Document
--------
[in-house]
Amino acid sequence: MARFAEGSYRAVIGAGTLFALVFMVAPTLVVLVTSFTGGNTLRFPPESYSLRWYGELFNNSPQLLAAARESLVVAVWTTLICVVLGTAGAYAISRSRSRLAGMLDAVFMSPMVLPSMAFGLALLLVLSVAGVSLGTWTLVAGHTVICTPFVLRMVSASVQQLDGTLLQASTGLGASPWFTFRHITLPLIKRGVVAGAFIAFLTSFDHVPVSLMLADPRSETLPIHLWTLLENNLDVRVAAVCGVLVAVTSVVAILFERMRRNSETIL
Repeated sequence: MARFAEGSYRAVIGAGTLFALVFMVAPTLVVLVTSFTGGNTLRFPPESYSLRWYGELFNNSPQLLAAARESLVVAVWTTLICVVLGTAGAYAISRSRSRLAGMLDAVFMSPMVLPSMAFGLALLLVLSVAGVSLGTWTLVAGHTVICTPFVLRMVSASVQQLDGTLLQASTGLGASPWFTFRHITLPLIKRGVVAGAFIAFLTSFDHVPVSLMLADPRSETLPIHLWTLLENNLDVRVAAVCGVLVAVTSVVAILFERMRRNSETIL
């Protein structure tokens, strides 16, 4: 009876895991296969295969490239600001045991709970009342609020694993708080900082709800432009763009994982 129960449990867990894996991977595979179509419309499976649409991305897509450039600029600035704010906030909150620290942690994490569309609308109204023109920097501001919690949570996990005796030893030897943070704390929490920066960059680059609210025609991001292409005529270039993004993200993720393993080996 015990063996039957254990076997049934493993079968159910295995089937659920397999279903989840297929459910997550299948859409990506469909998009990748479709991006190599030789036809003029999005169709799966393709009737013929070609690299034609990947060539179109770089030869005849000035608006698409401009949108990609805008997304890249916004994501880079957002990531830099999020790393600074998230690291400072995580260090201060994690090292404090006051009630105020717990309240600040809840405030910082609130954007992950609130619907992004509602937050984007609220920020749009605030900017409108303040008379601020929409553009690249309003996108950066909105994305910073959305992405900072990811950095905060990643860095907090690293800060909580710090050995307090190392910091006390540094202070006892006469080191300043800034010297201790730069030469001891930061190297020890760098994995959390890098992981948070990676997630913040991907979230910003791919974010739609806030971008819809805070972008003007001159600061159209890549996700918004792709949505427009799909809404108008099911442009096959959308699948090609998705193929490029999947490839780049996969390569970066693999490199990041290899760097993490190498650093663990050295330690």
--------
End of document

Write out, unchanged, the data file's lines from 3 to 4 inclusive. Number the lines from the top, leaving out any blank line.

Repeated sequence: MARFAEGSYRAVIGAGTLFALVFMVAPTLVVLVTSFTGGNTLRFPPESYSLRWYGELFNNSPQLLAAARESLVVAVWTTLICVVLGTAGAYAISRSRSRLAGMLDAVFMSPMVLPSMAFGLALLLVLSVAGVSLGTWTLVAGHTVICTPFVLRMVSASVQQLDGTLLQASTGLGASPWFTFRHITLPLIKRGVVAGAFIAFLTSFDHVPVSLMLADPRSETLPIHLWTLLENNLDVRVAAVCGVLVAVTSVVAILFERMRRNSETIL
């Protein structure tokens, strides 16, 4: 009876895991296969295969490239600001045991709970009342609020694993708080900082709800432009763009994982 129960449990867990894996991977595979179509419309499976649409991305897509450039600029600035704010906030909150620290942690994490569309609308109204023109920097501001919690949570996990005796030893030897943070704390929490920066960059680059609210025609991001292409005529270039993004993200993720393993080996 015990063996039957254990076997049934493993079968159910295995089937659920397999279903989840297929459910997550299948859409990506469909998009990748479709991006190599030789036809003029999005169709799966393709009737013929070609690299034609990947060539179109770089030869005849000035608006698409401009949108990609805008997304890249916004994501880079957002990531830099999020790393600074998230690291400072995580260090201060994690090292404090006051009630105020717990309240600040809840405030910082609130954007992950609130619907992004509602937050984007609220920020749009605030900017409108303040008379601020929409553009690249309003996108950066909105994305910073959305992405900072990811950095905060990643860095907090690293800060909580710090050995307090190392910091006390540094202070006892006469080191300043800034010297201790730069030469001891930061190297020890760098994995959390890098992981948070990676997630913040991907979230910003791919974010739609806030971008819809805070972008003007001159600061159209890549996700918004792709949505427009799909809404108008099911442009096959959308699948090609998705193929490029999947490839780049996969390569970066693999490199990041290899760097993490190498650093663990050295330690």